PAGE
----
3 Ways to Use Visual Schedules for Language Building
Visual schedules are powerful tools for supporting comprehension, reducing anxiety, and helping learners with AAC needs become more independent. They can also be used to build receptive and expressive language. To do that, though, the use of daily or mini/task schedules has to be part of an interactive experience, not an independent activity. If you’re willing to use schedules for language building, here are some ideas to consider incorporating.
- Sentence Building: This is an easy one. If you are working with an AAC learner who communicates primarily with one word/symbol at a time, slow down and take time to model short sentences every time you check the schedule together by adding a verb (e.g., GO to LifeSkills; EAT lunch, PUT AWAY your backpack). Once you’ve established that routine, you can pause to elicit those same sorts of sentences from the AAC learner.
- Verb Tense: As you use the schedule during the day, slow down a bit and take time for interaction. As you check the schedule, you can model past tense (e.g., You ATE lunch; We’re finishED with Morning Meeting; We WENT to Music). You can also model future tense as you talk about upcoming activities (e.g., We WILL GO outside for recess; You WILL EAT lunch). Once these quick conversations become an expected part of the ‘check schedule’ routine, you can pause to create opportunities for the learner to use these verb tenses as they tell you about things they just completed or are about to do. Consistency helps here.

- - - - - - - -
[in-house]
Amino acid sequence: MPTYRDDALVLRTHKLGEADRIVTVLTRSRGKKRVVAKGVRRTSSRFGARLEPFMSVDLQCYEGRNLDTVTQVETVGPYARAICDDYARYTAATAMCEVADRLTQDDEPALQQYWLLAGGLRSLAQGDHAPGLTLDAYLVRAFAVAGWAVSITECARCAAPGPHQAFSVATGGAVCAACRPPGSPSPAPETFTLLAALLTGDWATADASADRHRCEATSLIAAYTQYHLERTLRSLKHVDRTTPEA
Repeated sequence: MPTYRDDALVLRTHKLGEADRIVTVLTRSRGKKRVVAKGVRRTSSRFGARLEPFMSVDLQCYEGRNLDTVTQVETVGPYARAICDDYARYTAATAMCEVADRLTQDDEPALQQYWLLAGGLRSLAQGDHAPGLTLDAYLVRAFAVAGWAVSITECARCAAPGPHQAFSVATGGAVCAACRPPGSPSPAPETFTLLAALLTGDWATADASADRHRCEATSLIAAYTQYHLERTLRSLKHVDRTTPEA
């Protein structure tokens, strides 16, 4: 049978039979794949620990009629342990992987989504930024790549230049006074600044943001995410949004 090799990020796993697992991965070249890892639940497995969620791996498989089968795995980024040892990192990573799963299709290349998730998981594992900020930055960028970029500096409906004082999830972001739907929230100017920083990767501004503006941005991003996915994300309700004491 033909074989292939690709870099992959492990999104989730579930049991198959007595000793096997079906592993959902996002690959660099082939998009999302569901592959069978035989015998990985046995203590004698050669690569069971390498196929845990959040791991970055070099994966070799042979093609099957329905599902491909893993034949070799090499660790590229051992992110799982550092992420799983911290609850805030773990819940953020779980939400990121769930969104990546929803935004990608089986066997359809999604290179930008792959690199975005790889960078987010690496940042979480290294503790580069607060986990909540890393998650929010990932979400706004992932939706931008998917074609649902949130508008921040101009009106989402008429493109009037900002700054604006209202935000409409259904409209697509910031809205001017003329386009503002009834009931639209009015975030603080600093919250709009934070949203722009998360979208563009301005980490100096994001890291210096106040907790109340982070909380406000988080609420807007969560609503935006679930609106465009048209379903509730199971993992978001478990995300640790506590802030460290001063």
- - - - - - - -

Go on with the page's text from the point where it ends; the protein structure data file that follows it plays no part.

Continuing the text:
- Personal Narratives: Being able to tell others about your life experiences isn’t just a valuable language skill, it’s a safety issue. The unfortunate reality is that when you can’t tell others what has happened to you, you are at increased risk for mistreatment or abuse. Simply put, we can help AAC learners be less vulnerable by teaching them how to tell others about their lives. Schedules can be a great mechanism for building this skill, particularly when we develop consistent routines of reviewing the schedule together at the end of the day/session/activity. This doesn’t need to be complicated. Just reserve a little time at the end to tell the story of that time period. Jaime’s teacher makes that a regular part of the schedule, so that he has come to expect some conversation at the end of the day during ‘Review Time.’
Do you use visual schedules as a way to build specific language skills? We’d love to hear about it.
This post was written by Carole Zangari